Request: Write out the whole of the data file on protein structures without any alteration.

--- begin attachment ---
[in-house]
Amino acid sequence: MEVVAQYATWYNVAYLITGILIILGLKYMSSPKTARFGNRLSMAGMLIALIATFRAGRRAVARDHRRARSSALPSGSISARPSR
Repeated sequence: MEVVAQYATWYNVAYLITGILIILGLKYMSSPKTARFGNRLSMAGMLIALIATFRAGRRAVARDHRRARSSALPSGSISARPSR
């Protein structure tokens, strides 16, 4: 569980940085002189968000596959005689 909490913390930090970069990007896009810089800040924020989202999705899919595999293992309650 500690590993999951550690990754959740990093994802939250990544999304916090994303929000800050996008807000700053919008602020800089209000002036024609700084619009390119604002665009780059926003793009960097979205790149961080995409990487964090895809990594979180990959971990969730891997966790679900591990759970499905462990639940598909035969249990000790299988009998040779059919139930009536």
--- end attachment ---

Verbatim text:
[in-house]
Amino acid sequence: MEVVAQYATWYNVAYLITGILIILGLKYMSSPKTARFGNRLSMAGMLIALIATFRAGRRAVARDHRRARSSALPSGSISARPSR
Repeated sequence: MEVVAQYATWYNVAYLITGILIILGLKYMSSPKTARFGNRLSMAGMLIALIATFRAGRRAVARDHRRARSSALPSGSISARPSR
């Protein structure tokens, strides 16, 4: 569980940085002189968000596959005689 909490913390930090970069990007896009810089800040924020989202999705899919595999293992309650 500690590993999951550690990754959740990093994802939250990544999304916090994303929000800050996008807000700053919008602020800089209000002036024609700084619009390119604002665009780059926003793009960097979205790149961080995409990487964090895809990594979180990959971990969730891997966790679900591990759970499905462990639940598909035969249990000790299988009998040779059919139930009536």